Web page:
Being constantly reminded, with great sadness, of the effects which the present pandemic is having (and will continue to have) on the lives of the young – as well as the old – I thought back to my own childhood.

Like most of my peers, our early life was consumed by six years of World War Two. I have tried to compare my memories of some of the privations suffered by children during those years with those experienced by youngsters during recent months. Most children of my generation were then probably too young at that time to remember an even earlier life of freedom and plenty, so that experiences during the war years for them became the norm.

Above: the Class of 47, Luther Road School, Ipswich

Throughout that time, certainly as children, it was hard for any of us to understand why – just as recently – we weren’t allowed to stray far from our front door. It was early to bed, nights frequently disturbed by air raids (often spent in our garden air-raid shelter, sometimes under our beds), with food rationing and ration books – the imposition of which, of course, went on for long after the war ended. There were no street lights, heavy black-out curtains or shutters at all the windows, all window glass was criss-crossed by sticky brown-paper tape. There were identity cards, air-raid wardens, air-raid shelters, volunteer fire-fighters and fire wardens, and the whole population being fitted out with gas-masks, each one in an individual cardboard box having a string loop to hang around the neck.  

Above: Anderson shelter in the garden

There were few open shops with a scarcity of everything. If your garden had iron railings, they were cut down and carted away, purportedly to be used for munitions manufacture. Scrap metal was in great demand.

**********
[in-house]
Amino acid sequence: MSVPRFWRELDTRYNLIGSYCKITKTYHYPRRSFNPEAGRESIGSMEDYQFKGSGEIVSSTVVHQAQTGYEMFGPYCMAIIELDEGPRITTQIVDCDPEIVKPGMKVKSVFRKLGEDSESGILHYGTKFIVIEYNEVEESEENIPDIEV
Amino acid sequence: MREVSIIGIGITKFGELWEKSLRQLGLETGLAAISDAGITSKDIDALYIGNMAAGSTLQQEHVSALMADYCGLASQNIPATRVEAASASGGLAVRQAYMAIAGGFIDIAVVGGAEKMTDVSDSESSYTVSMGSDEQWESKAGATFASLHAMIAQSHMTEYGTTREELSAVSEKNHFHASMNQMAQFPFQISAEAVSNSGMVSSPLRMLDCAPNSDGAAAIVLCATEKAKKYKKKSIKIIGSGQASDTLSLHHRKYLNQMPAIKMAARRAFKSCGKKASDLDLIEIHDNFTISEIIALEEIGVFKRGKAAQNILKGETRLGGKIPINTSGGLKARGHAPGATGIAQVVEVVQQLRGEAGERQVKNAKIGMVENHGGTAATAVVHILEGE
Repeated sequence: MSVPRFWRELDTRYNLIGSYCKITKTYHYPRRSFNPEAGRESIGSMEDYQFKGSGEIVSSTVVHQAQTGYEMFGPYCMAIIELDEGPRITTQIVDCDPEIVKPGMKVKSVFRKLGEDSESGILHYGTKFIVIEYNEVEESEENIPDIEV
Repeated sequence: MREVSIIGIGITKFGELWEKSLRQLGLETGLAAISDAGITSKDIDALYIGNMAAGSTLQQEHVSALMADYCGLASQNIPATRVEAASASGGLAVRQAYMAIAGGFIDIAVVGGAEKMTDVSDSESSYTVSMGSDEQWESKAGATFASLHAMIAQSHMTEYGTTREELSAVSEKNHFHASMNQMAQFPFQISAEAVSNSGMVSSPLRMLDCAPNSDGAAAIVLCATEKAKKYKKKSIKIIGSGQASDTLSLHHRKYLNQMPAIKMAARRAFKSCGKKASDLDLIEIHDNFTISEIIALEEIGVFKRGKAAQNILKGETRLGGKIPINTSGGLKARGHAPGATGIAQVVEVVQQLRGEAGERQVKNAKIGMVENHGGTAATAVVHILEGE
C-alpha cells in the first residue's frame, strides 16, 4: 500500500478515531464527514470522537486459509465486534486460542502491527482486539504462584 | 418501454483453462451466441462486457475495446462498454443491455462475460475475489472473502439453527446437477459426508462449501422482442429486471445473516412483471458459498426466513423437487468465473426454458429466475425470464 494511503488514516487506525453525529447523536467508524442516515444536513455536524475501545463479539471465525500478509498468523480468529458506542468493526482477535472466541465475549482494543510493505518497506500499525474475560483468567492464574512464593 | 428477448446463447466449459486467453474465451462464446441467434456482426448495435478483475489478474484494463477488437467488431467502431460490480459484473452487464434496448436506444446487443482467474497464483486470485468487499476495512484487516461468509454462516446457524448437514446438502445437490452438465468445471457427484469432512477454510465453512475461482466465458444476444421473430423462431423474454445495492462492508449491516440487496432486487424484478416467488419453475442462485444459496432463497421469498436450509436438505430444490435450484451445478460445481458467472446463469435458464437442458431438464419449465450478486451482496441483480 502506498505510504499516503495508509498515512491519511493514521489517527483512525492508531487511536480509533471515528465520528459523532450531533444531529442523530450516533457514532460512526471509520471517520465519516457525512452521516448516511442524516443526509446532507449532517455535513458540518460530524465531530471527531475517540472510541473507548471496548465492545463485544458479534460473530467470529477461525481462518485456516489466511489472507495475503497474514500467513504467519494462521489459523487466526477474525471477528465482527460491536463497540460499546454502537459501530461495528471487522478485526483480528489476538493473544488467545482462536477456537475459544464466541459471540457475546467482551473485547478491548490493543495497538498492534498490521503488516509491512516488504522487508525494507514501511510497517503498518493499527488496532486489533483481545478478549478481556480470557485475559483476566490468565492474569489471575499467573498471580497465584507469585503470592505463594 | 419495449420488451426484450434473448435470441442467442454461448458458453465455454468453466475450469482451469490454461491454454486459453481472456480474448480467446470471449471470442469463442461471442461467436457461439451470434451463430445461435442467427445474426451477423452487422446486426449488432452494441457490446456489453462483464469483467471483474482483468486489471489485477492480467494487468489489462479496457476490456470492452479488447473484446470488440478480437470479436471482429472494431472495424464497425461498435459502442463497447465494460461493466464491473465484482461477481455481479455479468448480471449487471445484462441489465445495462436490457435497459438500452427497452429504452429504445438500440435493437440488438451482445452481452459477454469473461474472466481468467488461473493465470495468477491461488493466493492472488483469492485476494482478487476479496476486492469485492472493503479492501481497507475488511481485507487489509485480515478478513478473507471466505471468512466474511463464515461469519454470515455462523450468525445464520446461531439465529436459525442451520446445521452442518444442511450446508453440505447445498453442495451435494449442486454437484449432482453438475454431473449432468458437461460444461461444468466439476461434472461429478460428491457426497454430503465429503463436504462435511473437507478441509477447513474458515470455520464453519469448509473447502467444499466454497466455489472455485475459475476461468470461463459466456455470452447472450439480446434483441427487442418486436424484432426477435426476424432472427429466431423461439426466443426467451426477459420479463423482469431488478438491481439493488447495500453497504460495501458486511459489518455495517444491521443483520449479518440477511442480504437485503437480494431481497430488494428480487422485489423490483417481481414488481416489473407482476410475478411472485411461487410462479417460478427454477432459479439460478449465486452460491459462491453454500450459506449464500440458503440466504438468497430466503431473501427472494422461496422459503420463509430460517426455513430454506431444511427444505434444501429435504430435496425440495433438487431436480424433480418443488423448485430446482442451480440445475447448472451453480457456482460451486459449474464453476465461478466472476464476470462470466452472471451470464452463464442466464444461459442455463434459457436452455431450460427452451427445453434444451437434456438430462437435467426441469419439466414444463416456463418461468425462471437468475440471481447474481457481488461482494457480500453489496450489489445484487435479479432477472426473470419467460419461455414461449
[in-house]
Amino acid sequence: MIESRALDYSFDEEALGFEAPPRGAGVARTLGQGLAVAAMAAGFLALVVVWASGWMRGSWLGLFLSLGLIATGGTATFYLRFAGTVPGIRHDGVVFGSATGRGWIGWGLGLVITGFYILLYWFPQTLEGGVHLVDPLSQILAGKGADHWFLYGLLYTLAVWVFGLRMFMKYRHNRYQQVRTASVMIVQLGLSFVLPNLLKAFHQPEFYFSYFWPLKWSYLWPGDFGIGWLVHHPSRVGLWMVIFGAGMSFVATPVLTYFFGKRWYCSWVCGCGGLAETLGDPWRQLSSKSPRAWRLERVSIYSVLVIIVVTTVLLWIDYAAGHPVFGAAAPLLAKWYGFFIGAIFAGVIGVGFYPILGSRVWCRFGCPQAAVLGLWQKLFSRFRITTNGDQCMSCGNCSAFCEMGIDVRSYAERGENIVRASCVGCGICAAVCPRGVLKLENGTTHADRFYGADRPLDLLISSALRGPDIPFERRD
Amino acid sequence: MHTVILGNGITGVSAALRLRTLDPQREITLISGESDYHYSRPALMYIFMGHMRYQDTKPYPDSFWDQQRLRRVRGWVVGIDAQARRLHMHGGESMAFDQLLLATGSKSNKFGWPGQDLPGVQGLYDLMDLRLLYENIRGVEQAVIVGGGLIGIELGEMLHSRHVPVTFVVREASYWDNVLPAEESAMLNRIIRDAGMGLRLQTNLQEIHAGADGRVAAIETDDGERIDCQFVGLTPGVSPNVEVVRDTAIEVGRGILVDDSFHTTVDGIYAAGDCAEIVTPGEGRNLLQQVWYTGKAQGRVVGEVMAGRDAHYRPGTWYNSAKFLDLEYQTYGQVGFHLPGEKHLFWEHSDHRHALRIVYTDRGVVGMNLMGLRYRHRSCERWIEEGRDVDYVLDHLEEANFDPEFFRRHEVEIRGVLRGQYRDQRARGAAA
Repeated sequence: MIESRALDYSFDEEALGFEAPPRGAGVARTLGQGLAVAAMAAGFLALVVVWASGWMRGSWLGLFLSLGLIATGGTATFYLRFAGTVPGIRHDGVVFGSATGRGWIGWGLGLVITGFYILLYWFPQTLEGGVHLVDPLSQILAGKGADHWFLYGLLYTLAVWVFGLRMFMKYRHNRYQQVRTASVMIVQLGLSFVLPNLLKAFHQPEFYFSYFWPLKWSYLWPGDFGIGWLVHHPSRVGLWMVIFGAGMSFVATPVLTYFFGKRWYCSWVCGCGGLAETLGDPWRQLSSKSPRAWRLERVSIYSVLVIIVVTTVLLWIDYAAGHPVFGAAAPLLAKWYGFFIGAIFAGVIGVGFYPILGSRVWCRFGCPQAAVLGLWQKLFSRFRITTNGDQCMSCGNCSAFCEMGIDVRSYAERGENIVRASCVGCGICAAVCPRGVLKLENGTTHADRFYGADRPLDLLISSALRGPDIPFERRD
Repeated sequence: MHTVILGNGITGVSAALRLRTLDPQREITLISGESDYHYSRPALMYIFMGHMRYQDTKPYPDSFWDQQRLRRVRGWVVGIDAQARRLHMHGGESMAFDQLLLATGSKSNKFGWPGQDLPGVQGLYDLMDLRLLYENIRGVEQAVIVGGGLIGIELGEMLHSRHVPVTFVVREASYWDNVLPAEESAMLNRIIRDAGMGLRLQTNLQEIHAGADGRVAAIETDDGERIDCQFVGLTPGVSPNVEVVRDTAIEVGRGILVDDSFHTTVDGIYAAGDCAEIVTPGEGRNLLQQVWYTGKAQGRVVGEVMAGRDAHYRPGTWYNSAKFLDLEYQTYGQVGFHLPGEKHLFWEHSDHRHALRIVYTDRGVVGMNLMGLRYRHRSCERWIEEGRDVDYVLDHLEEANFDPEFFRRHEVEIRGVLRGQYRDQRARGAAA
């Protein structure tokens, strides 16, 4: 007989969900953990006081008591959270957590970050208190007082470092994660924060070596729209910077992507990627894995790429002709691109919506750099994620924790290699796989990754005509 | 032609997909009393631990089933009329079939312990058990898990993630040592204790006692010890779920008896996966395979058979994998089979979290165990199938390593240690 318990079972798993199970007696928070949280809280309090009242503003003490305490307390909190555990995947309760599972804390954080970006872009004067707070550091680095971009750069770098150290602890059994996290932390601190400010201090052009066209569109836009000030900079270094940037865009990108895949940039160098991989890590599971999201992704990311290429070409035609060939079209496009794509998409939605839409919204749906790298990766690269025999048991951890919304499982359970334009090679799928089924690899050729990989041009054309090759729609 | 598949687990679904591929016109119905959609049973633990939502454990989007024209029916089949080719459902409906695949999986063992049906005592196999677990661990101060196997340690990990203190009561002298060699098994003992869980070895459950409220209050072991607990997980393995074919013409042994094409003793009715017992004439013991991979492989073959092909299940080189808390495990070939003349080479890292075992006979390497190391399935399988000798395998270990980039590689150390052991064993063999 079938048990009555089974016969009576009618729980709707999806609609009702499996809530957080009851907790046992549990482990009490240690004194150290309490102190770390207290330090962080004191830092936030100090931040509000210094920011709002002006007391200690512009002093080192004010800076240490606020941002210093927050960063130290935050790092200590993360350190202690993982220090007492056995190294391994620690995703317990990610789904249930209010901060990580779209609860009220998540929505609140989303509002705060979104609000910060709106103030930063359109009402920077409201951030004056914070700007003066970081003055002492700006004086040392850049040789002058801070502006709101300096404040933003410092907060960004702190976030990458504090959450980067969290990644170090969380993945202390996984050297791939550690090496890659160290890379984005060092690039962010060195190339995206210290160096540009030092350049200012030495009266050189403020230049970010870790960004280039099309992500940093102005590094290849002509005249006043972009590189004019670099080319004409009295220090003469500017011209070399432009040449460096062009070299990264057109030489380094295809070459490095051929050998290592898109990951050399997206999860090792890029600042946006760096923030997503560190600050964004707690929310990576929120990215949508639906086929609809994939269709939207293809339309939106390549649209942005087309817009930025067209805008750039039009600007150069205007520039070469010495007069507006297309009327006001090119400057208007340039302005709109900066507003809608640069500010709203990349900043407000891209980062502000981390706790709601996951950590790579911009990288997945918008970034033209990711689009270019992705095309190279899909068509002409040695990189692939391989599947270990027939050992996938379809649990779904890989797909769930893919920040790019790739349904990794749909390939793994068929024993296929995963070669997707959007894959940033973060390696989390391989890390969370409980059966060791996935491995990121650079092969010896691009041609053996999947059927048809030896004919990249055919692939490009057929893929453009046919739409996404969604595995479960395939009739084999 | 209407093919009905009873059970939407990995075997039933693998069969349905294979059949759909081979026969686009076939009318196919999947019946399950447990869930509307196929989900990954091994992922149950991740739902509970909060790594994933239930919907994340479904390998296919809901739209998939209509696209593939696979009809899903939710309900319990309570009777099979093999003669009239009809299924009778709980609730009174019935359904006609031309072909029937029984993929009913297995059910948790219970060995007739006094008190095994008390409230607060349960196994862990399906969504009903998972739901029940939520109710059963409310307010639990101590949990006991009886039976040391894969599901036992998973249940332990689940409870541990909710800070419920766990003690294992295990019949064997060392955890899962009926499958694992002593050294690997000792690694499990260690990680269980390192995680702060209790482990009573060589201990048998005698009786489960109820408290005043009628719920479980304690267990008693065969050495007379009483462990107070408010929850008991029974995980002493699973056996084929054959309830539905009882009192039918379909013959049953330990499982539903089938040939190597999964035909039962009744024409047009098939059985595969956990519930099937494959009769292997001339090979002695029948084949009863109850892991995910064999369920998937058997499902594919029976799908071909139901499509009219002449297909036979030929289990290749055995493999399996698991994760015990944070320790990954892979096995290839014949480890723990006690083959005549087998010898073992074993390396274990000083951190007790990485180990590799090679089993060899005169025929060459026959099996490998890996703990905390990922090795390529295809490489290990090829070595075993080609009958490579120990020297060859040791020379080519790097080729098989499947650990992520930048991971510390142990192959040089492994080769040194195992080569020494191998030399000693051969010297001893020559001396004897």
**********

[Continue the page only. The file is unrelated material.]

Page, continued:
Above: the author models his wartime gas mask.

Schools were short of all the basics, from books and paper to pens and pencils - with permits for the rest. Education and everything associated with it, including teachers, was in short supply. There were 50 children in every class at our school, with one teacher for each class who covered all subjects except sport and religion. Not only was paper for writing scarce, but what we got was poor quality and had frequently already been used on one side for some other purpose. Pencils had to be shared (one pencil being cut into three), with writing practice done using a slate and chalk. There were scratchy steel-nibbed pens with which we were expected to develop letter-forms and writing styles modelled on those demonstrated by the class teacher. Each position at the two-seater desks had an inset white china inkwell. Every morning an ink monitor went around the desks filling them up and at the end of the afternoon, to prevent loss from evaporation overnight, (even though there was very little heating) the unused remains were carefully emptied back into the bottle. Practice air-raid drills – everyone quietly filing out of class to school shelters – were frequent.

Above: the gas mask box.

At home, we always kept chickens, grown-on from day-old chicks bought at the livestock market. They were kept in our garden beneath fruit trees and fed on scraps. There were hens amongst them who eventually provided us with eggs, and the cockerels were for meat. These were not pets. My father had several allotment plots at the Maidenhall site, where through very hard work and long hours, he grew every sort of vegetable and fruit that a family could want.

All your possessions had to be made to last. New clothes and shoes required coupons, so patch and repair was the norm. Mother darned holes in socks, father re-soled the shoes. Everyone had more than one ration book – some of which had tear-out coupons, others had sections to mark off when they had been used. Most children’s toys were lovingly made by parents – with no plastic. There were virtually no vehicles on the roads. Private motor cars were laid-up as there was no petrol. With very little other traffic, the bicycle was king – but it had to have lights on if ridden at night. 

We all now hope that the events which have unfolded since earlier this year do not become the norm. They will surely also be remembered for generations to come?

John Barbrook


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